DO PEOPLE BEHAVE DIFFERENTLY when they think they are being watched? When former National Security Agency contractor Edward Snowden revealed the mass surveillance of American citizens in June 2013, the question suddenly grew in importance. Can the behavior of an entire population, even in a modern democracy, be changed by awareness of surveillance? And what are the effects of other kinds of privacy invasions?
Jon Penney was nearing the end of a fellowship at Harvard Law School’s Berkman Klein Center for Internet & Society in 2013, and he realized that Snowden’s disclosures presented an opportunity to study their effect on Americans’ online behavior. During research at Oxford the following year, Penney documented a sudden decline in Wikipedia searches for certain terrorism-related keywords: Al Qaeda, Hezbollah, dirty bomb, chemical weapon, and jihad, for example. More than a year later, when the study ended, such searches were still declining. “Given the lack of evidence of people being prosecuted or punished” for accessing such information, Penney wrote in the Berkeley Technology Law Review (which published his research last June), he judged it unlikely that “actual fear of prosecution can fully explain the chilling effects suggested by the findings of this study.” The better explanation, he wrote, is self-censorship.
The problem, from a regulatory standpoint, is that they borrow a lot of money to obtain the degree — over $78,000 on average, according to the university. The total tuition is $62,593. And because it’s a graduate program, students can also borrow the full cost of their living expenses from the federal government, regardless of their credit history.
After accounting for basic living expenses, the average Harvard A.R.T. Institute graduate has to pay 44 percent of discretionary income just to make the minimum loan payment.
Related: Math Forum audio/video
Madison’s 2009 (!) Math Task Force
More regulation simply makes things worse. Why not make sure that students can adequately assess the cost and benefits of their choices?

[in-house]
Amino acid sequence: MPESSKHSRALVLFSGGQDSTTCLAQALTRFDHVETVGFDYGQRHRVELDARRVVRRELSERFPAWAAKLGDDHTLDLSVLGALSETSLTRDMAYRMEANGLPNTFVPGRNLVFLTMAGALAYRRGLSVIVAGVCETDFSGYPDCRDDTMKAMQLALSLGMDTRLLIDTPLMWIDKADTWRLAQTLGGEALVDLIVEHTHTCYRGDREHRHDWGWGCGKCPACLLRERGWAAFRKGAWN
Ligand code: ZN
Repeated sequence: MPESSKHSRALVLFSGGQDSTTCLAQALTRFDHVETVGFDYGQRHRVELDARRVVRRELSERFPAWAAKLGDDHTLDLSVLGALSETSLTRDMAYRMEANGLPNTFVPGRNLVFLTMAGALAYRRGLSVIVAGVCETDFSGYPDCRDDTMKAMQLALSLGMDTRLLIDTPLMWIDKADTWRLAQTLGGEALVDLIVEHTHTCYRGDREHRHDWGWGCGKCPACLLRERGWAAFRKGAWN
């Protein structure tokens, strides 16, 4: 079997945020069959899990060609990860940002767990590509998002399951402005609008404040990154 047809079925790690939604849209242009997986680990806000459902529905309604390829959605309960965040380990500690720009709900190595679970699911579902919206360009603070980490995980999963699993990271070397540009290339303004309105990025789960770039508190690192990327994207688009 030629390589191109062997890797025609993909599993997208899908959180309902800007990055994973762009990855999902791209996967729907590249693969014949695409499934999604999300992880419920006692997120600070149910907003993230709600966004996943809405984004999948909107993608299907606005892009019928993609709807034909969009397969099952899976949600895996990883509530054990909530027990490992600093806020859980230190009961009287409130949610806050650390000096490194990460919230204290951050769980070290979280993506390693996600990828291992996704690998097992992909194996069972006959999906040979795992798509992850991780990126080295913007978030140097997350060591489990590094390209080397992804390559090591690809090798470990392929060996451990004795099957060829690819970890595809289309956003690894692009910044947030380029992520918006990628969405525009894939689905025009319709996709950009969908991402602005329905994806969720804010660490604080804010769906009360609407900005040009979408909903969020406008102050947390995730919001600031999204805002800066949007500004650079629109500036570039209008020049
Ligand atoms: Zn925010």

A clear technical definition of the term backdoor has never reached wide consensus in the computing community. In this paper, I present a three-prong test to determine if a mechanism is a backdoor: “intent”, “consent”, and “access”; all three tests must be satisfied in order for a mechanism to meet the definition of a backdoor. This three-prong test may be applied to software, firmware, and even hardware mechanisms in any computing environment that establish a security boundary, either explicitly or implicitly. These tests, as I will explain, take more complex issues such as disclosure and authorization into account.
The technical definition I present is rigid enough to identify the taxonomy that backdoors share in common, but is also flexible enough to allow for valid arguments and discussion.
The Georgia Institute of Technology will this fall offer an online master’s degree program in analytics for less than $10,000, a new investment in the institute’s model for low-cost, online graduate education.
The interdisciplinary program, called OMS Analytics, follows the blueprint the institute created with its online master’s degree program in computer science, known as OMSCS, which launched in 2014 and has grown to about 4,000 students. Last year, Georgia Tech announced plans to expand the model into new fields.
Since offering the program online greatly increases the number of students Georgia Tech can enroll, the institute will charge students a fraction of the cost of the residential program to study the same curriculum online. The 36-credit-hour program, split into 10 courses and a semester-long analytics capstone project, will cost in- and out-of-state students “less than $10,000,” the institute said. Georgia residents and out-of-state students pay about $36,000 and $49,000, respectively, for the yearlong residential program.